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When It Comes to Your Clients, Consistent Communication Is the Key to Satisfaction

Category - Business
by Amanda Cupp on June 2nd, 2015

Building trust is one of the most difficult tasks any business faces. When you’re an attorney charged with helping your clients make critical decisions that could have an effect on their futures, developing that bond becomes even more important. You need to work hard to create an environment that enables your clients to feel confident in your ability to help them protect their interests, their futures, and even the futures of their families. And perhaps the best way to do that is by establishing a consistent pattern of communication that helps portray you as a “real person” who’s dependable, reliable, and truly interested in their needs.

As former Rhode Island Governor Lincoln Chafee liked to say, “Trust is built with consistency.” While he may have been talking about politics, it’s easy to see how developing strong bonds of trust is important for many service businesses, including legal and medical professions. Consistency in all your efforts is the best way to demonstrate that you’re trustworthy, and it also underscores your values and your integrity, both of which can help you build a legal practice that’s based on a reputation for caring more about their customers than about their bottom lines.

Don’t think customers don’t take consistency seriously. In a study conducted by independent research company BTI Consulting Group, client satisfaction is based on three basic principles:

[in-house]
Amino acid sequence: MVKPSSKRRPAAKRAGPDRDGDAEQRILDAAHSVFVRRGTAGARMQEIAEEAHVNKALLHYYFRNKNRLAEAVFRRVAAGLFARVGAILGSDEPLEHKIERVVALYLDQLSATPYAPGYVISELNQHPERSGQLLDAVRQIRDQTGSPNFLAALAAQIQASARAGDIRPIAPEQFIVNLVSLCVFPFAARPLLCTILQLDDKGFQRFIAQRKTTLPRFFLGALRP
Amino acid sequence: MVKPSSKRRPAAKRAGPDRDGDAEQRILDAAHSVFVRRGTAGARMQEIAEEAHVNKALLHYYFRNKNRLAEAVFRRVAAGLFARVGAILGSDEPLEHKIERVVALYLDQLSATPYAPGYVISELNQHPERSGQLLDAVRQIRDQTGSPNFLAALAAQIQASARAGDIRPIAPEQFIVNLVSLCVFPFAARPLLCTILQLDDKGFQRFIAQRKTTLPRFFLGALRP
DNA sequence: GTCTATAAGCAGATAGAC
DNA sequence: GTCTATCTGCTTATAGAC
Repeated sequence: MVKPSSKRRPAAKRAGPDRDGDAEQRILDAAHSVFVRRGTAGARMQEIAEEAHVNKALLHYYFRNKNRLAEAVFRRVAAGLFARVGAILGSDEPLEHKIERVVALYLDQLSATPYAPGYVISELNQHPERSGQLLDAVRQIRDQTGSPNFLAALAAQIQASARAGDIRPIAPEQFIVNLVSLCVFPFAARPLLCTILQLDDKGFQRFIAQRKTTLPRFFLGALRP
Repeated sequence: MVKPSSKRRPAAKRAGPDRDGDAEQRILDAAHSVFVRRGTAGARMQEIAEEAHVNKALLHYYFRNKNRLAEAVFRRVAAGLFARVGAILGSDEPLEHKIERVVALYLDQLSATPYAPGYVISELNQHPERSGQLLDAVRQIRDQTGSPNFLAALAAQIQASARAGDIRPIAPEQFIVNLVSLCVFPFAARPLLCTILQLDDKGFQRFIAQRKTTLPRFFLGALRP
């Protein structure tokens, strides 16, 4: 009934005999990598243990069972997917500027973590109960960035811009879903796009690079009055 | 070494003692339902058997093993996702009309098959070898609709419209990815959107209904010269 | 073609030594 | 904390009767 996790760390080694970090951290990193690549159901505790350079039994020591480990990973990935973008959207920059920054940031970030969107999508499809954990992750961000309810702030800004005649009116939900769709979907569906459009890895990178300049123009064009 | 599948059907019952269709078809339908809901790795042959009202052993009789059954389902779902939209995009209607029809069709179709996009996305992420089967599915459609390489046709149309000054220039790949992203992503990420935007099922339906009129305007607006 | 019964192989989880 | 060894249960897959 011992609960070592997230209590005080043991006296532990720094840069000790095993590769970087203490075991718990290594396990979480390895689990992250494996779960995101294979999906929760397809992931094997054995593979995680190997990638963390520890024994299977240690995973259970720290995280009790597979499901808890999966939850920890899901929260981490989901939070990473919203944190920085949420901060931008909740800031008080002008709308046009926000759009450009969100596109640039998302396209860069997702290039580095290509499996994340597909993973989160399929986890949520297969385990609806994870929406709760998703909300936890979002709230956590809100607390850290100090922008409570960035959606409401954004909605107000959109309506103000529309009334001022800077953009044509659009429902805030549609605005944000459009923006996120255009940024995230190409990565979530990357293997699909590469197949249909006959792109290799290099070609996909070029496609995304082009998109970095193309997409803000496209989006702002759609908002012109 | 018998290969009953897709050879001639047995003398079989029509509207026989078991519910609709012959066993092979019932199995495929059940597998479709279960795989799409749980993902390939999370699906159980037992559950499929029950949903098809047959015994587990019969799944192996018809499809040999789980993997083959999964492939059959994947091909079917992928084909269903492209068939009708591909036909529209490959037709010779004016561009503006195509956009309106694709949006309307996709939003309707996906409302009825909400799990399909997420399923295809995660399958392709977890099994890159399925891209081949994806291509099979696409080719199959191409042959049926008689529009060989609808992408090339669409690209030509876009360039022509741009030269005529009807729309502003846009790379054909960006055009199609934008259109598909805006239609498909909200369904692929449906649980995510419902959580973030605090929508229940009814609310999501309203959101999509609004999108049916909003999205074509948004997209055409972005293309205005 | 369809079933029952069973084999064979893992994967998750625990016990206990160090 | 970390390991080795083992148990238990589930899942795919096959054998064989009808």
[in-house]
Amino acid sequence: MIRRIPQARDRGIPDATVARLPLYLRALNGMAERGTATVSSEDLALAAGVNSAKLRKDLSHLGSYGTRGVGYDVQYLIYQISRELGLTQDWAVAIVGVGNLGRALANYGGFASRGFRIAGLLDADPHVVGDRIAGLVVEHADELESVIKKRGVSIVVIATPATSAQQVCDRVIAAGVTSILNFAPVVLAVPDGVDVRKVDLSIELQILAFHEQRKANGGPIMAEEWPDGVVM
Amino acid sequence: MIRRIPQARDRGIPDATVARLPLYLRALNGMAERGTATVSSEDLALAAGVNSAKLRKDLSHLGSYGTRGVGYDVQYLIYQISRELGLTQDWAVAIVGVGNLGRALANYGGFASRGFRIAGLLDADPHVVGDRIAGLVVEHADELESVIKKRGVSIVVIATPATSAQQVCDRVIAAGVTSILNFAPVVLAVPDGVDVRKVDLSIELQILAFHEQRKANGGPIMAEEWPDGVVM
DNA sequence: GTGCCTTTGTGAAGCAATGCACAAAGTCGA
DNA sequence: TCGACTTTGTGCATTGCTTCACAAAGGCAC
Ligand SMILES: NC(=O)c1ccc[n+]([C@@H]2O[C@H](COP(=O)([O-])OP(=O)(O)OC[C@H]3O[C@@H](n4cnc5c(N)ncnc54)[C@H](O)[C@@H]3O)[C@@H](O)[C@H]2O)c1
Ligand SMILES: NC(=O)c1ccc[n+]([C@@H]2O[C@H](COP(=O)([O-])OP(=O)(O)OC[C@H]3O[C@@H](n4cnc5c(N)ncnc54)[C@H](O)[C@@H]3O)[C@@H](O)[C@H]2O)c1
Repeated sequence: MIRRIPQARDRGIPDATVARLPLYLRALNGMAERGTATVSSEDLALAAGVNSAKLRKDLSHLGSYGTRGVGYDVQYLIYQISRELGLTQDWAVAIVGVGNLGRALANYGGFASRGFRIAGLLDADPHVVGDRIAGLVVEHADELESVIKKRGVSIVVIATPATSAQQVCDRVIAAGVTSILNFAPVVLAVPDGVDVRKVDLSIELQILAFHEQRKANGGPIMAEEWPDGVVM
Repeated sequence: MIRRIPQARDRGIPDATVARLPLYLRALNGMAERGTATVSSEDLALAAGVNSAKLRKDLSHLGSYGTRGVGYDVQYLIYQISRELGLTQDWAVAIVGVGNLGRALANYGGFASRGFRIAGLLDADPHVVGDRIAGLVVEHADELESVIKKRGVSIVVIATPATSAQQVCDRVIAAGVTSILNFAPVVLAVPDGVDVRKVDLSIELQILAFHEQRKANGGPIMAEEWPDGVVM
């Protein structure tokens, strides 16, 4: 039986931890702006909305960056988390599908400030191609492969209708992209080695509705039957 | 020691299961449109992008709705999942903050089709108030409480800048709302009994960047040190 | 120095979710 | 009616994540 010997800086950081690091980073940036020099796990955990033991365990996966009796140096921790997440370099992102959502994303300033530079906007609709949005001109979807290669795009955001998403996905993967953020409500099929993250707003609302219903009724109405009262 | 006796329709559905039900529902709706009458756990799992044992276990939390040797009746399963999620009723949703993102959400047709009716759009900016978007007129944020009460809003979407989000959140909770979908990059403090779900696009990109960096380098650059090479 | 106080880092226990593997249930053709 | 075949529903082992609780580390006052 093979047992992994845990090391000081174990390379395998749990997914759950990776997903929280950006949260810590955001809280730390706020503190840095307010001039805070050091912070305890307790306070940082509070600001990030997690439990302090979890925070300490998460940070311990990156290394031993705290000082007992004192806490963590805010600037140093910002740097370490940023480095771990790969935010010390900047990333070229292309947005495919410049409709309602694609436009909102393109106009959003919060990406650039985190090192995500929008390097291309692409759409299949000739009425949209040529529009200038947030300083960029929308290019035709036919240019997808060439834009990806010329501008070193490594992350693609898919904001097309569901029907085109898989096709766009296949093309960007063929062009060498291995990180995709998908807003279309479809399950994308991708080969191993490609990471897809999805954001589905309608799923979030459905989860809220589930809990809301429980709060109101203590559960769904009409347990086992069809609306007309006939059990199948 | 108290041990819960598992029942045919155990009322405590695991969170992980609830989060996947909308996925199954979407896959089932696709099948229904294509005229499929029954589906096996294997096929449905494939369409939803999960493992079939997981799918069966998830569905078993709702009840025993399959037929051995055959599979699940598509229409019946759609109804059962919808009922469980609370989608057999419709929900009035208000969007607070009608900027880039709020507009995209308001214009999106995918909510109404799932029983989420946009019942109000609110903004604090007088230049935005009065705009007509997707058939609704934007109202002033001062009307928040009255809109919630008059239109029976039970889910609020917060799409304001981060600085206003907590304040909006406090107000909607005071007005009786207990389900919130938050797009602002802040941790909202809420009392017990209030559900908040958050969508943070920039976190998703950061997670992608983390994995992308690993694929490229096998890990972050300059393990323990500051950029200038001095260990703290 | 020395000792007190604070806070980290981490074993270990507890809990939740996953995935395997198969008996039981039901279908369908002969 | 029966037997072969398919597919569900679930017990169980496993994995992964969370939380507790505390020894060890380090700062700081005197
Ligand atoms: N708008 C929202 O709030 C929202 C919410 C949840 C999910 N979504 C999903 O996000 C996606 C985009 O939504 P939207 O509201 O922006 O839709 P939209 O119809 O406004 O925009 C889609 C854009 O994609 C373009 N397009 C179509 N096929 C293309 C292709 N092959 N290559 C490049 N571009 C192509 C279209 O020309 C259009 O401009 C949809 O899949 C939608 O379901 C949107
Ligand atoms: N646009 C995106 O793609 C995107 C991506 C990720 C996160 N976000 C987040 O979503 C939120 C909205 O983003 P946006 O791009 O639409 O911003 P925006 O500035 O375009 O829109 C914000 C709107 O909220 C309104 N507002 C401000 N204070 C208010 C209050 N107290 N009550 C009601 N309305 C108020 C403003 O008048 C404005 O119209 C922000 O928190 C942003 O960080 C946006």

• Keeping up with evolving client needs;
  • Failing to articulate and deliver real value;
  • Lack of communication between firms and clients.

In fact, the report goes on to say that as many as 70 percent of clients do not recommend the firms they’ve used in the past, largely based on these three key factors. Even in the best of years, fewer than 50 percent of clients said they would recommend their firms to others, according to the report.

Is that good news? Of course not. But what is good is that the report clearly spells out what firms need to do to improve those numbers: They need to demonstrate to clients that they are keeping up with their needs, that they do deliver real value and that they regularly – consistently – communicate with their clients to help them navigate the often complex legal process during what is likely one of the most stressful times of their lives. It may sound like a big task, especially when you’re busy handling legal issues all day long. But the good news is that all three of those issues can be addressed with consistent, thoughtful communication.

Thanks to the Internet and mobile devices, communication today is simpler than ever. Having a blog, an e-newsletter, and a social presence are perhaps the most effective ways to stay in touch with clients on a regular basis without seeming invasive or overly aggressive. They key to mastering client communications, both in the virtual world and through more traditional means, is to stay the course – publish consistently to demonstrate your commitment to your clients and your craft. Too often, businesses start a communications effort with the best of intentions, only to fall short when the task of providing a steady stream of content becomes too daunting. The fact is, failing to deliver on what you promise by following a spotty, sporadic publishing schedule can harm your reputation by making you look less reliable and less dedicated to your clients’ needs. Once you begin a regular program of communication, you need to follow a regular schedule to get the greatest benefits.

So here’s the bottom line: Client satisfaction is a very real issue facing law firms today. The best way to boost client satisfaction – and referral rates – is by showing clients your firm’s willingness to keep up with changing client needs and demonstrating the value your firm offers. And the best way to do that is with consistent communication. Take some time today to review the way your firm communicates with clients, and then develop a plan that can help ensure your firm falls in the 30 percent of firms that have earned their clients’ trust.